Australian DIES in Covid-ravaged India – but authorities are VERY tight-lipped on details
- Australian citizen has been reported to have died in Covid ravaged India
An Australian citizen has died in Covid plagued India – but authorities have yet to confirm the virus as the cause.
Australia’s High Commissioner to India Barry O’Farrell was asked by a senate committee hearing on Friday if he knew of any Australians who had died waiting to leave the country.
‘The department is aware and providing consular assistance, in accordance with its charter, to the family of an Australian permanent resident who reportedly has died in India,’ he said.
‘I’m advised, owing to our privacy obligations, we won’t be providing any further comment.’
Fire force personnel of the Greater Bangalore metropolitan area spray disinfectant during an extended lockdown due to the outbreak of COVID-19 disease in Bangalore, India on Friday
More than 350,000 Covid cases were recorded in India on Wednesday alone. Pictured: a banquet hall temporarily converted into a coronavirus ward in New Delhi
There is some mystery surrounding the case with Mr O’Farrell indicating Australian authorities were remaining tight lipped because it was not yet clear how the person died.
He added that India’s nightly reported infection rate was greater than Canberra’s population and that he doubted anyone could say with certainty Australian’s were not among the fatalities.
Australia Prime Minister Scott Morrison has announced Australians stuck in India are a priority for repatriation flights which will commence next week.
However, those who fail a pre-flight coronavirus test will be banned from boarding when rescue planes restart from May 15.
Mr Morrison on Friday said the India travel ban would end on its planned expiry date, following a fierce backlash against the harsh measures.
‘The pause that we put in place for travelers coming back from India is working,’ he told reporters in Newcastle.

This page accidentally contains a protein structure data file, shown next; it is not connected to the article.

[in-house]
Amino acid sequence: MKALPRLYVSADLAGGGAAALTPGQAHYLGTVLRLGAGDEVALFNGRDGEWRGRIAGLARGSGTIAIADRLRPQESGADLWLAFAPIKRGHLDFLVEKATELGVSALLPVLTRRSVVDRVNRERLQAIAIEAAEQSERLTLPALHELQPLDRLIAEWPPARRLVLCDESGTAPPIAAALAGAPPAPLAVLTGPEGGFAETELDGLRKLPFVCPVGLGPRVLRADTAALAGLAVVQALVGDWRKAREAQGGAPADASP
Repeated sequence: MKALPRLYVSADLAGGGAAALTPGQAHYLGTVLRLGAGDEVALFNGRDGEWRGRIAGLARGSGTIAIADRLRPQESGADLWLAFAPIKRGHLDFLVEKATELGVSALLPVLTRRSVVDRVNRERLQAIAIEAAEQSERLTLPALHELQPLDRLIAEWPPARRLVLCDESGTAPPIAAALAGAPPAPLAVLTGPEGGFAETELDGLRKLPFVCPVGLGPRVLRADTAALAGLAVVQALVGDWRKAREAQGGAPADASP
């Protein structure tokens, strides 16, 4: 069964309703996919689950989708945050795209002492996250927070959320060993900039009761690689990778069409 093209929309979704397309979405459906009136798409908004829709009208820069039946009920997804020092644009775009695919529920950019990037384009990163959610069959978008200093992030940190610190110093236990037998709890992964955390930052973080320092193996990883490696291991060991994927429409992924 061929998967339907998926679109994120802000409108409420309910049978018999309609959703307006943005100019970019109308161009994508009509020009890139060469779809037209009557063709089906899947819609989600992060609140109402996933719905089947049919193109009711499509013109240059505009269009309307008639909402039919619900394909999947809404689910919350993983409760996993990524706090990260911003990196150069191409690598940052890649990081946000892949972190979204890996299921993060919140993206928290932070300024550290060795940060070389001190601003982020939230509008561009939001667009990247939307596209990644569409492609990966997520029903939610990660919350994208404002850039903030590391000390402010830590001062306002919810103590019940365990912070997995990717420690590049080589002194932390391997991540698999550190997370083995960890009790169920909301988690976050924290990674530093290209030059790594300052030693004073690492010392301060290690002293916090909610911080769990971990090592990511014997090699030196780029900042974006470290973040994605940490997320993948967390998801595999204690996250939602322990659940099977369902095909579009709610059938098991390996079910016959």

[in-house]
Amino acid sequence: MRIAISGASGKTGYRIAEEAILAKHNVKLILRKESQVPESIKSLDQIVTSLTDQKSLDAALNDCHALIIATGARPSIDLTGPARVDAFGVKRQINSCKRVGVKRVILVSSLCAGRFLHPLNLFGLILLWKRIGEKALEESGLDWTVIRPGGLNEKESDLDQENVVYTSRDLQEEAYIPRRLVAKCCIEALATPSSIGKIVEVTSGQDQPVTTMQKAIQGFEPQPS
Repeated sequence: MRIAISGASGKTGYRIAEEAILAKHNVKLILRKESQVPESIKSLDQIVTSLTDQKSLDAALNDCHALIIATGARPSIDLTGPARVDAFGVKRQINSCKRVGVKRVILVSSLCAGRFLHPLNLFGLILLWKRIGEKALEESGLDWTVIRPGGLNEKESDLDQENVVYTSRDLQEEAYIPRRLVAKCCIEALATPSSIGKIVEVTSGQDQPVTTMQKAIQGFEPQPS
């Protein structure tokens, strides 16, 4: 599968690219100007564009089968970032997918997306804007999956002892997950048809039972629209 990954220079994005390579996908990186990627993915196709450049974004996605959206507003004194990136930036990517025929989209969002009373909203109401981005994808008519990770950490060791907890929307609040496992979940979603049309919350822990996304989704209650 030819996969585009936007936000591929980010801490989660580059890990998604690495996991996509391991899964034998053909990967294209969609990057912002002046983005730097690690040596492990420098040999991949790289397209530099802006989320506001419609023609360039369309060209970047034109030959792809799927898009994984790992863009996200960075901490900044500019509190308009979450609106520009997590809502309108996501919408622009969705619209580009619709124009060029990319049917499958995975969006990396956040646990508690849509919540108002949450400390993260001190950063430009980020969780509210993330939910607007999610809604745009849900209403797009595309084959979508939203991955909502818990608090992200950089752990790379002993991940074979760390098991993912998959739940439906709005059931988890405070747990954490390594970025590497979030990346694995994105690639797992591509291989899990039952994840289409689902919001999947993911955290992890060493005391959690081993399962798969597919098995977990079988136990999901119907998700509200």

Three repatriation flights – each carrying 150 people – will land in the Northern Territory and Australians on board will quarantine at the Howard Springs facility in Darwin.
The remote accommodation has been expanded from a capacity of 850 people up to 2000.
‘Rapid antigen testing is a requirement and a negative test to get on a flight to Australia. I’m sure that’s what all Australians would expect,’ Mr Morrison said.
The new measures for all resuming flights from India into the Northern Territory, will require passengers to return both a negative COVID-19 Polymerase Chain Reaction (PCR) test and a negative Rapid Antigen test before boarding.
Northern Territory Chief Minister Michael Gunner said these measures help Australians return home from India safely, while ensuring the case load at Howard Springs remains manageable.
‘The Territory always stands ready to help our fellow Australians and we were there to help those first Aussies home from Wuhan at the start of this pandemic,’ Chief Minister Gunner said.
‘There is a humanitarian crisis in India and we have the gold standard facility with the health care heroes the country needs at our Centre for National Resilience to help get Australians home safely.
The federal government has also confirmed NSW, Queensland and Victoria will also begin allowing direct flights from India.
While South Australia is considering the move ‘favourably’.